So you’re basically getting 20 Adobe applications for the price of one copy of InDesign
You can download a free trial of InDesign to see it for yourself.
You can check our full review of Adobe InDesign for a more in-depth look.
Pricing: 60% off with Creative Cloud Educational Discount or $20.99/m
- Industry standard app for desktop publishing
- 60% discount for students and teachers
- Incredibly powerful at creating layouts
- Thousands of professional templates
- Creates amazing offline and interactive online publications
- Fully integrated with all Creative Cloud products including Photoshop
- Includes millions of professional images and videos via Adobe Stock
- Mac desktop app and can be used offline and online
- Works on the latest M1 chip Macs
- Limited PDF editing options
Swift Publisher is an impressive, user-friendly and slick desktop publishing application for Mac that’s become increasingly popular as a great alternative to Microsoft Publisher on a Mac for beginners.
If monthly or annual subscriptions are not for you, Swift Publisher provides an excellent value for money desktop publishing software for Mac for just $19.99.
The good thing about all Belight products like Swift Publisher is that they don’t require lots of learning like professional DTP software for Mac but produce professional looking results.
However, it still includes many professional features you get in expensive DTP software such as Master pages, guide lines, grid layers, tables and more.
Swift Publisher is ideal for producing booklets, bulletins, flyers or brochures and makes rearranging elements such as images, tables and text very easy.
Swift Publisher has 500 professional looking templates which you can customize anyway you want and help you create layouts quickly.
Swift Publisher is also integrated with Apple Photos and Aperture and you can export your work to PDF, JPEG, EPS, TIFF and iCloud. There are also more advanced touches like the possibility to define bleeds and configure correct DPI for print publishing.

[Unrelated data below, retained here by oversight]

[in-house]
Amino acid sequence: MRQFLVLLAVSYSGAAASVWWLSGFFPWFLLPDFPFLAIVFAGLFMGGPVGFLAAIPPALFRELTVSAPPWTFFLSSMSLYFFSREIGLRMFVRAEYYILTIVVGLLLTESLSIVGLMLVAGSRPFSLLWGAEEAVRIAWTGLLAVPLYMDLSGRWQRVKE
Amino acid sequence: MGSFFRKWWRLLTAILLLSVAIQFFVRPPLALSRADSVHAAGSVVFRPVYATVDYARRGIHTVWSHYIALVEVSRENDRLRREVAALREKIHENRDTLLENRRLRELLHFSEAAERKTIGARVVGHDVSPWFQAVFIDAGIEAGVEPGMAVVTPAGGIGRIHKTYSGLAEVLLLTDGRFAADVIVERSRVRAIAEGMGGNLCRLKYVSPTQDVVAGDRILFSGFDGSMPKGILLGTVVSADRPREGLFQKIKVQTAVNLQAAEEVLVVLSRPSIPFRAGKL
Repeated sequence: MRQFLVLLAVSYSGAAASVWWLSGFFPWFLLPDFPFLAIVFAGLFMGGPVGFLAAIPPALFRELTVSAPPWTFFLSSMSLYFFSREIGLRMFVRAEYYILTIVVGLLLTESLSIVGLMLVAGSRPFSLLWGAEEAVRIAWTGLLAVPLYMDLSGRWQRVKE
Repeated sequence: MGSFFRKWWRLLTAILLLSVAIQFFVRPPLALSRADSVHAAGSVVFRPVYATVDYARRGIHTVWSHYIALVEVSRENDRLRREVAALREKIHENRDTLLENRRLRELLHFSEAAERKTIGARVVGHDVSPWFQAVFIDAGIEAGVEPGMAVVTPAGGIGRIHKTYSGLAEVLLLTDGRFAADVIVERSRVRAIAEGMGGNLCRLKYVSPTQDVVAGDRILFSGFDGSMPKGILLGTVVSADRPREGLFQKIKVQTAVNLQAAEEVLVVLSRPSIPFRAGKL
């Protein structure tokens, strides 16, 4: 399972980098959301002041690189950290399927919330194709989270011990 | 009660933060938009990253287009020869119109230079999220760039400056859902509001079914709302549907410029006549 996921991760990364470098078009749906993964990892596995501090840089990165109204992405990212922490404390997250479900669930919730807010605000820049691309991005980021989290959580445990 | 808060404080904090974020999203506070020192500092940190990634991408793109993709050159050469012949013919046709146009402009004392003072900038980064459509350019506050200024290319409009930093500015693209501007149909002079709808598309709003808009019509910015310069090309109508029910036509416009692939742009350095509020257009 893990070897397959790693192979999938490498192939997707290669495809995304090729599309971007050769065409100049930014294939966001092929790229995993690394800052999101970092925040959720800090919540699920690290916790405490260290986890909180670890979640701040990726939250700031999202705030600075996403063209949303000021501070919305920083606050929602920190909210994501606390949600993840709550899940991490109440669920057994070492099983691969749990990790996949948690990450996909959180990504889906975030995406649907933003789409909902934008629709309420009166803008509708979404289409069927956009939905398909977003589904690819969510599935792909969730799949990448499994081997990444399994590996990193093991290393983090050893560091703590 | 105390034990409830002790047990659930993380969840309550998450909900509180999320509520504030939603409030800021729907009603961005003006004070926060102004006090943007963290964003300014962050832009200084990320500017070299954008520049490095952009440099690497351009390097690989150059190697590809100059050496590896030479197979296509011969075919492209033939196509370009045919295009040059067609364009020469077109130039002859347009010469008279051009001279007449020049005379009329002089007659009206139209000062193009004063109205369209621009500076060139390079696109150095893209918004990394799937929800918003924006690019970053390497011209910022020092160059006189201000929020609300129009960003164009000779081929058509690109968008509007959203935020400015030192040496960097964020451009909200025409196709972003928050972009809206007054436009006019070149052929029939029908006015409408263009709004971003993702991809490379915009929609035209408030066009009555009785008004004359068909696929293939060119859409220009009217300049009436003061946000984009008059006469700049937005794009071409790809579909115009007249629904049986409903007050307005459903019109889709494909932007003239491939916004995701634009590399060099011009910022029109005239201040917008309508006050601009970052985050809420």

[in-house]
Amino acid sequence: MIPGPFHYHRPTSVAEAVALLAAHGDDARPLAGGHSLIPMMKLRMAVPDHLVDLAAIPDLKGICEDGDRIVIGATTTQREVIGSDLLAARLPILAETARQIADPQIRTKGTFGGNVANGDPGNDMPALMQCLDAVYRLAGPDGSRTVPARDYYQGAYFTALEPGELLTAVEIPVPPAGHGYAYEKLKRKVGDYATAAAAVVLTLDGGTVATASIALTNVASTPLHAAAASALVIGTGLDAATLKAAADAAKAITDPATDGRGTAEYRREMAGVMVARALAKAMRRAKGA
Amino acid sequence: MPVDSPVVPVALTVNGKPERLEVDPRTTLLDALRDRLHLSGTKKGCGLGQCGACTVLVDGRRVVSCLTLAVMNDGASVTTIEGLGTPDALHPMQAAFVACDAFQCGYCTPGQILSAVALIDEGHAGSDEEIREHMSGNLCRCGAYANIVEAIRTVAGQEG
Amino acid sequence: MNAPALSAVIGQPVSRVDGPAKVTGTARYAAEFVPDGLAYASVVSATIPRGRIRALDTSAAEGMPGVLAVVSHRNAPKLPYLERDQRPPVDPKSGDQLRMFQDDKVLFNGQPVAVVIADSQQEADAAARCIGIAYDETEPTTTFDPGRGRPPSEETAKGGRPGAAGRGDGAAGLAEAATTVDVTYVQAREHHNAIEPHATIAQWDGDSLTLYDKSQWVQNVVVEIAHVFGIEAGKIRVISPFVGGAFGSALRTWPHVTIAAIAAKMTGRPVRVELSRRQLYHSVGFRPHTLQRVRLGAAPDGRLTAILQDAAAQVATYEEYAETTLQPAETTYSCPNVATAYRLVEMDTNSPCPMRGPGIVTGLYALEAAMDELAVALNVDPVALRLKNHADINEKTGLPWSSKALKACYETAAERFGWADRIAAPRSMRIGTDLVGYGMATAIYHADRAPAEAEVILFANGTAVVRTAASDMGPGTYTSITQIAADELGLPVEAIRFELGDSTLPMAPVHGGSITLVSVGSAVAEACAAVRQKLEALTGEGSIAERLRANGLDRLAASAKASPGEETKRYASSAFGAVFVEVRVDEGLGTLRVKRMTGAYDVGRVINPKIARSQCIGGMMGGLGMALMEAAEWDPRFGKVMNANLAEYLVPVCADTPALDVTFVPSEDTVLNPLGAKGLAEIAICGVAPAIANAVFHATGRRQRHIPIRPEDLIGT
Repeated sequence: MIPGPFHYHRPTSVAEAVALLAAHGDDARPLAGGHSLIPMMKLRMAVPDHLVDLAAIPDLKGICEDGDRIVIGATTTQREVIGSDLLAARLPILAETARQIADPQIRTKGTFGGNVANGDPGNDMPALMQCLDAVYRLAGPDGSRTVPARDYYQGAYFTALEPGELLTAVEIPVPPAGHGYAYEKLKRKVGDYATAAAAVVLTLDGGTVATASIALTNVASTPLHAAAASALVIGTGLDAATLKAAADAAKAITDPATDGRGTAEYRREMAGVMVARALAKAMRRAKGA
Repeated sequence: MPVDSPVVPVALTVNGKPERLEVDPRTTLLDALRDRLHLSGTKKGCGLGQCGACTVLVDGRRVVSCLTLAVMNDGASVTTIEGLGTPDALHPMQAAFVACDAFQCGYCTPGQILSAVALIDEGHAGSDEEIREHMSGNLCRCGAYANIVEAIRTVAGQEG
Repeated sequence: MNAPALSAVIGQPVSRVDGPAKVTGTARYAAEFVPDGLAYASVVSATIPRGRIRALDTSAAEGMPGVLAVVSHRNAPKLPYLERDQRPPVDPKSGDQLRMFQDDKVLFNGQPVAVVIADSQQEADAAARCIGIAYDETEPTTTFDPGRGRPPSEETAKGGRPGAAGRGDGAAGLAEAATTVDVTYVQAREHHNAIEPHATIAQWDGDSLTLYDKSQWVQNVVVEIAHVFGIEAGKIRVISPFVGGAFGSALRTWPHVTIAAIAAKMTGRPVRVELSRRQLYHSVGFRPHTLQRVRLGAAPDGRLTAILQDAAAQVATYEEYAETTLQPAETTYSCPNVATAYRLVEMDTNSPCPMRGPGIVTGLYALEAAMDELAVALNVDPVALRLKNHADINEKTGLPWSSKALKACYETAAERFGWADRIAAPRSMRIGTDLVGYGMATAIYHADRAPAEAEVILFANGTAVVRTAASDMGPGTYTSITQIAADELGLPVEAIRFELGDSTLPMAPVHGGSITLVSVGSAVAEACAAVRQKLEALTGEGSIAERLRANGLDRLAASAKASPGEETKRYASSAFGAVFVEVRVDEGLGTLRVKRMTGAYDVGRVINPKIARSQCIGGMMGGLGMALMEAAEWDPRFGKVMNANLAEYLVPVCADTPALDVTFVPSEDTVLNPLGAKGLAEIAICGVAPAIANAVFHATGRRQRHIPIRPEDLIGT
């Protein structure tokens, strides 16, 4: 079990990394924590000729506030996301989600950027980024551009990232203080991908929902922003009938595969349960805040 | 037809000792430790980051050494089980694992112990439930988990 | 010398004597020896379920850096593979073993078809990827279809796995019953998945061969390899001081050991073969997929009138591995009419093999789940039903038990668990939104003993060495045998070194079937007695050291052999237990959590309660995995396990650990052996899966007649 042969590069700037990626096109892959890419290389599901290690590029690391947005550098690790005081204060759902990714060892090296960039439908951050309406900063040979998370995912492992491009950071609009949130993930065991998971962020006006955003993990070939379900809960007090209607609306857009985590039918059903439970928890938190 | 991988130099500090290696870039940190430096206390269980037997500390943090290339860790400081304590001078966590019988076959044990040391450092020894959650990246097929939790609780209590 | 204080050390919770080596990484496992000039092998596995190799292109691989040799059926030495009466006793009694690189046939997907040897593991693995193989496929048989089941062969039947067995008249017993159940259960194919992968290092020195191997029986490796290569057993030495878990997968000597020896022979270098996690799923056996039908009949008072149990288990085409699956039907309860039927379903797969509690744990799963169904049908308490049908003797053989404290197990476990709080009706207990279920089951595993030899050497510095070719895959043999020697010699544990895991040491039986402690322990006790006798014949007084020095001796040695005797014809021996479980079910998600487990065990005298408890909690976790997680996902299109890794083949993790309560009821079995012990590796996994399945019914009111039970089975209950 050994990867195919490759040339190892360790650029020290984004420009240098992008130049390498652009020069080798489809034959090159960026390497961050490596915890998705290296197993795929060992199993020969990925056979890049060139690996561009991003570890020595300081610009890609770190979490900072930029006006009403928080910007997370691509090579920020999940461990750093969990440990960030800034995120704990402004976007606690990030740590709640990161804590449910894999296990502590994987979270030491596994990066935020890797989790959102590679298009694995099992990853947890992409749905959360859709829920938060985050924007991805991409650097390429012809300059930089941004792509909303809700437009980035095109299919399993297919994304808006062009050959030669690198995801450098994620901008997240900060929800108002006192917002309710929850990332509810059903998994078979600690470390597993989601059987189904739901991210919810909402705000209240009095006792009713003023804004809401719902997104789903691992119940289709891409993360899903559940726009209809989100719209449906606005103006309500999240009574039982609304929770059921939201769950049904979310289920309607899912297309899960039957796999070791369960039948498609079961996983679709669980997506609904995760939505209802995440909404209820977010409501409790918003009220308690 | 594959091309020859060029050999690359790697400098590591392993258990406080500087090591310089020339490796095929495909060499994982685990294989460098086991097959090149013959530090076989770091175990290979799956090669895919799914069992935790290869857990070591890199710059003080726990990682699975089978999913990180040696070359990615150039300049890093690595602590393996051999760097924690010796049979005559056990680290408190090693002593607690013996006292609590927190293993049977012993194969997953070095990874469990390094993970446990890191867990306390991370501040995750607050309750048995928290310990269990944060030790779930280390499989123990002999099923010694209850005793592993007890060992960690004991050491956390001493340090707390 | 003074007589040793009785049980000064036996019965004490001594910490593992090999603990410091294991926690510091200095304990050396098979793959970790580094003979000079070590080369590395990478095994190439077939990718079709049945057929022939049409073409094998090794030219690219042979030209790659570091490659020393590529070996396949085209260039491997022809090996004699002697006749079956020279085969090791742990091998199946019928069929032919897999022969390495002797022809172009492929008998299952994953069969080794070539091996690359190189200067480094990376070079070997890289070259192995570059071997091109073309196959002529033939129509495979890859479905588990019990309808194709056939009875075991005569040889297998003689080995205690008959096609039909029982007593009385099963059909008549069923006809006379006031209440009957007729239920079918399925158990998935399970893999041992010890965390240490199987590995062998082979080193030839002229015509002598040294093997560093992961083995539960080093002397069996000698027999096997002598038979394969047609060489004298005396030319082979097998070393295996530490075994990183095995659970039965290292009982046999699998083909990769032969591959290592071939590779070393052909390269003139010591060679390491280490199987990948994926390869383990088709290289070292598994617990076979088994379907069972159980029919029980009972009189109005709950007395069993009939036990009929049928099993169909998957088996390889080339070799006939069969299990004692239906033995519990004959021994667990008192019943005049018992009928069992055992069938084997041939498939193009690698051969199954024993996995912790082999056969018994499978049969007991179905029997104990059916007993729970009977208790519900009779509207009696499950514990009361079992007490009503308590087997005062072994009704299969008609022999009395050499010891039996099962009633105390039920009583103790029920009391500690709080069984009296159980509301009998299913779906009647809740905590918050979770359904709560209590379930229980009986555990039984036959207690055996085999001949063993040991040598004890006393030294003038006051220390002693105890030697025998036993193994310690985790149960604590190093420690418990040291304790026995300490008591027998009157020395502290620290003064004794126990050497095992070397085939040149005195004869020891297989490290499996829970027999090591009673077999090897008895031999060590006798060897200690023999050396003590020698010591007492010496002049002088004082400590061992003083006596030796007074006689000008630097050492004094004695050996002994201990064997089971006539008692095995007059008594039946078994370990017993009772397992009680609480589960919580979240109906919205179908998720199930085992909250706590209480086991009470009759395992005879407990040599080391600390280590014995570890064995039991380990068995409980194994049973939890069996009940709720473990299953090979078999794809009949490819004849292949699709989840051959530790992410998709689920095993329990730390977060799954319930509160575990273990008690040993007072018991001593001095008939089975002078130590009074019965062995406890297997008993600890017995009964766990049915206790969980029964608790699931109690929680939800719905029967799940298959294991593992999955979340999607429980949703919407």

There are also lots of easy to follow video tutorials to get you started with Swift Publisher although we found you still sometimes have to Google certain functions to work out how to do them.
We noticed stability can be an occasional issue when working with lots of images but for pamphlets, flyers and straightforward publications, it works very well.
If you want an easy to use DTP app that’s similar to Publisher but without a steep learning curve or monthly subscription fees, then Swift Publisher is an excellent, value for money tool.
You can find full details on Swift Publisher pricing here.
You can read our full Swift Publisher review here.
- Easy to learn for beginners
- Impressive DTP layout tools
- Lots of templates
- Good value for money
- Lacks professional desktop publishing tools
- Not suitable for complex layouts
- No stock photography or video integration
- No InDesign import support
Nowadays, Pages comes free with any new Mac and is also available to download for free from the Mac App Store.
Although Pages is more commonly used for word processing, it is also capable of desktop publishing.
If you’re used to Microsoft Word, it can take some time to work out where the equivalent functions are in Pages but it’s well worth the effort.
With lots of professional looking templates and layouts, you can create some really professional results using Pages.
Pages does have its drawbacks though.
Working-out how to format things, insert tables and move elements around the page isn’t as easy as it should be but again, all it requires is familiarity with how Pages works.
Some users are also disappointed at recent versions of Pages which they feel aren’t as good as previous versions with some features removed or not as easy to find as before.
Unfortunately, there isn’t much support for Pages or many tutorial videos either so if you get stuck, you’ll find yourself having to Google the answer.
Pages can’t be compared to a professional desktop publishing solution like InDesign, but it’s ideal if you want a word processor and desktop publisher in one.
You can read our full review of Apple Pages for more.
- Made by Apple
- Suitable for word processing and DTP
- Easy to use (when you get used to it)
- Lots of templates
- Not suitable for professional desktop publishing
- Focuses more on word processing than DTP